Daniel D. McDonald, 49, director of tribal resources development for the Bureau of Indian Affairs, died Saturday at Suburban Hospital in Bethesda after a breif illness.

Appointed to the position in 1974, he was one of four program directors in the bureau. His office was responsible for assisting Indians through the development of business enterprises, credit and financing, and manpower and placement programs. It also provided technical assistance to tribes in road construction and development.

A Nez Perce/Flathead Indian, Mr. McDonald was bon on the Flathead Reservation in Montana.

After serving with the Marine Corps in World Was II, he earned a degree from the University of Montana and later took graduate work at George Washington University.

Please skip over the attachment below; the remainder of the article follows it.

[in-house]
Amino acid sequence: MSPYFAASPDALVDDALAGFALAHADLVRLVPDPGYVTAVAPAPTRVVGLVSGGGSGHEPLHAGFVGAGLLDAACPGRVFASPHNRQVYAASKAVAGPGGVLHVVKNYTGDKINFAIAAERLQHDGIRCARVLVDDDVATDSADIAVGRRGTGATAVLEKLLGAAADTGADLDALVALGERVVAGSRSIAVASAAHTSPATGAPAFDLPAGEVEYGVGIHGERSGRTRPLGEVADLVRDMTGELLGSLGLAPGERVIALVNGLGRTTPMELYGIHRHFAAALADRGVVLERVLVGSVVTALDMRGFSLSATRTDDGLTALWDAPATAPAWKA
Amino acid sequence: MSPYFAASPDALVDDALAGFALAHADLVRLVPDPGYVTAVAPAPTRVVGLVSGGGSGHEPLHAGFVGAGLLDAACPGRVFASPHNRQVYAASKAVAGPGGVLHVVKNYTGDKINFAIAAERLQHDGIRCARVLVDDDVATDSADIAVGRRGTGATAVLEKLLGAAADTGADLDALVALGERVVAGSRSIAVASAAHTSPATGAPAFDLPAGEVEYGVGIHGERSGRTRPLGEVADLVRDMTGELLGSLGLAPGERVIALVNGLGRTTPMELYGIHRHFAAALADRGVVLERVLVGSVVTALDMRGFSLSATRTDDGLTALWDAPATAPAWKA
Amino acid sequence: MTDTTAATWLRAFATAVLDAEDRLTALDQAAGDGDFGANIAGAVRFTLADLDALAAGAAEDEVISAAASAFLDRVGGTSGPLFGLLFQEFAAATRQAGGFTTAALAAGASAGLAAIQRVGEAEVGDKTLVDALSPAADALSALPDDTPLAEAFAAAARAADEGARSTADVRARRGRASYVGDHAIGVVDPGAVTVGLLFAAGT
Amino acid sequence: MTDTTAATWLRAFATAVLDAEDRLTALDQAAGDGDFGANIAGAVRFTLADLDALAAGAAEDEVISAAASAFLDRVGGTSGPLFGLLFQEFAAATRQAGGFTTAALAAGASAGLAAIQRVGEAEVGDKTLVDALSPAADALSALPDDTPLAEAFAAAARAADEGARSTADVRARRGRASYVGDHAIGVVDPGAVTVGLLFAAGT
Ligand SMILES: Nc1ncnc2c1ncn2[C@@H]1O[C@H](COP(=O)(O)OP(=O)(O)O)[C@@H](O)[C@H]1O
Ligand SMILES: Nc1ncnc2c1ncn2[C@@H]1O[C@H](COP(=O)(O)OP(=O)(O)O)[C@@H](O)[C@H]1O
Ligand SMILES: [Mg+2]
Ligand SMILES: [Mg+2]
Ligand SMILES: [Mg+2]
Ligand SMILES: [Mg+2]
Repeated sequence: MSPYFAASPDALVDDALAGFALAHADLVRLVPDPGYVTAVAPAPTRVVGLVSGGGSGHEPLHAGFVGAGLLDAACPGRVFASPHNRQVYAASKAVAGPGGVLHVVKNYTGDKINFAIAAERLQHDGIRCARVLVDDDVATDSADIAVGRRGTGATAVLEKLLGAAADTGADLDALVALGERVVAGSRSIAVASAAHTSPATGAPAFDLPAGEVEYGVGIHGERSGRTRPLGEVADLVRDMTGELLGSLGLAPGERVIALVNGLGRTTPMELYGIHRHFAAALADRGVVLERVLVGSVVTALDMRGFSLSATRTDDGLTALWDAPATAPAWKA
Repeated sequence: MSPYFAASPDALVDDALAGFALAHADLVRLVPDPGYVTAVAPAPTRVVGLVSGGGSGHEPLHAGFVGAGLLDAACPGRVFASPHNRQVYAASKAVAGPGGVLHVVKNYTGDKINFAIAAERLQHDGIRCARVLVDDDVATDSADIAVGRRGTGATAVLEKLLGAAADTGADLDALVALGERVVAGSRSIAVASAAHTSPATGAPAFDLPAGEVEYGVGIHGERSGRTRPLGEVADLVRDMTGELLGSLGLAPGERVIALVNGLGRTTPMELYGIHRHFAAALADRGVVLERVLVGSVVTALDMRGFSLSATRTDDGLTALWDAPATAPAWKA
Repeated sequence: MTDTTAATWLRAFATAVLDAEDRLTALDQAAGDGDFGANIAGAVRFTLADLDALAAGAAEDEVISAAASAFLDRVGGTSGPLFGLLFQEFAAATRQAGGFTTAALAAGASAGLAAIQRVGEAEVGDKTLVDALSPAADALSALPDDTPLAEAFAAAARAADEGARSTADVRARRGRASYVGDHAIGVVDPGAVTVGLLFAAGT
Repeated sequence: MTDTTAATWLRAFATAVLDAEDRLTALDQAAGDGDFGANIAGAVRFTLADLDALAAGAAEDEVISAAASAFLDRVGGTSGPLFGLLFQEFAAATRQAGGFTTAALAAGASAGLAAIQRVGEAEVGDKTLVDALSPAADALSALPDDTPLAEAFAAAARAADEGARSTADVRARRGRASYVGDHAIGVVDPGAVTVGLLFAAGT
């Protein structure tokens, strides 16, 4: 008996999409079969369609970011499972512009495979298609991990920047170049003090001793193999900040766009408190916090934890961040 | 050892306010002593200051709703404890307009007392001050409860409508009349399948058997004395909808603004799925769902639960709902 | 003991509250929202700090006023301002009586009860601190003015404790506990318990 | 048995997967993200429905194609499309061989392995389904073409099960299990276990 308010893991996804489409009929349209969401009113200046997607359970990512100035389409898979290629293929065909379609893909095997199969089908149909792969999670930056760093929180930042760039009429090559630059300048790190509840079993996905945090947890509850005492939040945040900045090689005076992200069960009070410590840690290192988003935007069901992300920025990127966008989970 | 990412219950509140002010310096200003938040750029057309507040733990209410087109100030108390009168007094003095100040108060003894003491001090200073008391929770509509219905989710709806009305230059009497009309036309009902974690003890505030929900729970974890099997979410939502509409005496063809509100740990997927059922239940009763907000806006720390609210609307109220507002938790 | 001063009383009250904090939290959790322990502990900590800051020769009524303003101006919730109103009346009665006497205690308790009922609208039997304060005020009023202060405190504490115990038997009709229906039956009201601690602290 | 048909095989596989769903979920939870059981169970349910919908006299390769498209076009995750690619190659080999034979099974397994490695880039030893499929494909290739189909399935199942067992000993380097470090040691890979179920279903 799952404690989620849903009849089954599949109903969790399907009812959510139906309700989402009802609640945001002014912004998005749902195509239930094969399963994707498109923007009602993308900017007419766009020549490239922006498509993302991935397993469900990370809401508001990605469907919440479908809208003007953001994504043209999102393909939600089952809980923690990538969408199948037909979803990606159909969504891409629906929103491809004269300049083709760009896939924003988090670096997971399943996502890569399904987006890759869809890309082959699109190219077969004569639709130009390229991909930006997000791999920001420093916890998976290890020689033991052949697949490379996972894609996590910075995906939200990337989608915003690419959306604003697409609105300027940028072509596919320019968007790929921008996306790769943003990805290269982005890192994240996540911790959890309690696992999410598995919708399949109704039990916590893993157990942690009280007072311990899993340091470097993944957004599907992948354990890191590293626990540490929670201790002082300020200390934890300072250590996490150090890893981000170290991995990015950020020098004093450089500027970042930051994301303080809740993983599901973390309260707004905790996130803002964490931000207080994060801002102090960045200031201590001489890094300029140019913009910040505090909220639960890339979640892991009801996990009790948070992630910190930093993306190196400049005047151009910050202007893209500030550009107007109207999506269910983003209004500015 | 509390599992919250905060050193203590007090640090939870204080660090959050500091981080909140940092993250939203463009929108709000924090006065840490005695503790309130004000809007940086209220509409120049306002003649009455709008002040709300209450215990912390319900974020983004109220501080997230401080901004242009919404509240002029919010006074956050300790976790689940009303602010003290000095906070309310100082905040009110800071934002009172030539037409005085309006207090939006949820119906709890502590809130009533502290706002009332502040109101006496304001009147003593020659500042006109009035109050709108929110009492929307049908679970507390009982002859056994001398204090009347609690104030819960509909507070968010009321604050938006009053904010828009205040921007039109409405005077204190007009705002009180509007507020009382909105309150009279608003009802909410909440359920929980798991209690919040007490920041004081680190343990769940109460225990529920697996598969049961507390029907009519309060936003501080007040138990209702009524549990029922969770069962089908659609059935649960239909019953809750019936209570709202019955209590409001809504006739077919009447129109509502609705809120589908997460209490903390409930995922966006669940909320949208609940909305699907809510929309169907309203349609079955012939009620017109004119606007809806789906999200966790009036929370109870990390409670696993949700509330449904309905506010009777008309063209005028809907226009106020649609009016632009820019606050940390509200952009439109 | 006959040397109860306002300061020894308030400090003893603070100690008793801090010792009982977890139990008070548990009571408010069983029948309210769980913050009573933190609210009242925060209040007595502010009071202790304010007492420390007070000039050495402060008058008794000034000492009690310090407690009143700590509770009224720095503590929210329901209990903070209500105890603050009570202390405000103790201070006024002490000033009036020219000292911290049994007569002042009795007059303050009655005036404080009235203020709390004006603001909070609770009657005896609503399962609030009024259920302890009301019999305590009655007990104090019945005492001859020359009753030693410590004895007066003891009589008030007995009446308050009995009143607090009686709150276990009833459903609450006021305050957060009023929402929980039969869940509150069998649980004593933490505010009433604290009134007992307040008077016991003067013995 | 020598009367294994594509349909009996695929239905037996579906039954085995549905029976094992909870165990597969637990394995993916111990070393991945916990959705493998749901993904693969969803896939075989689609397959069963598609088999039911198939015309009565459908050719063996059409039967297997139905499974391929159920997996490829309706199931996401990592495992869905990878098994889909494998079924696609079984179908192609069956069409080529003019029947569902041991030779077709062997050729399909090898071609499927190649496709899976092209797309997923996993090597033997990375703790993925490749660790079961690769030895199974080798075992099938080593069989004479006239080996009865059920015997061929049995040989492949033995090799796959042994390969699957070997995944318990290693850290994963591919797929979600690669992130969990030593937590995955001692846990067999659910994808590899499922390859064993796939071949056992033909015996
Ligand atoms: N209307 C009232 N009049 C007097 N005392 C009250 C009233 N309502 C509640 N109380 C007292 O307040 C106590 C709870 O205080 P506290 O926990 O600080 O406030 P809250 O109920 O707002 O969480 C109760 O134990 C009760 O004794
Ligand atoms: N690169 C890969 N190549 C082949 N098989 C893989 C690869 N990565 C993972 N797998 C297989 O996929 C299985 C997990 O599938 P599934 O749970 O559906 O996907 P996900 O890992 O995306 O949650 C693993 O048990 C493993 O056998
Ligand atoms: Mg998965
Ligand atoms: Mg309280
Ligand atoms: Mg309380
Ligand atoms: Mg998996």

He started with the Bureau of Indian Affairs in about 1957 as a relocation assistant on the Ft. Belknap Reservation at Harlem, Mont.

From 1963 until 1970, Mr. McDonald was a bureau industrial development specialist on the Navajo Reservation.

He played a key role in the establishment of the General Dynamics plant at Fort Defiance, Ariz., the establishment of the first supermarket on the reservation, and the Window Rock, Ariz.

He also was instrumental in the expansion of the Fairchild Semiconductor Division at Shiprock, N.M., which became the largest single employer of Indians in this country.

Mr. McDonald came to Washington in 1970 as director of intergovernmental relations with the National Council on Indian Opportunity.

He is survived by his wife, Gloria Gardipe McDonald, and four children, Richard, Mark, John and LIssa, all of the home in Rockville; his mother, Lydia McDonald, of the Flathead Reservation and three brothers and three sisters.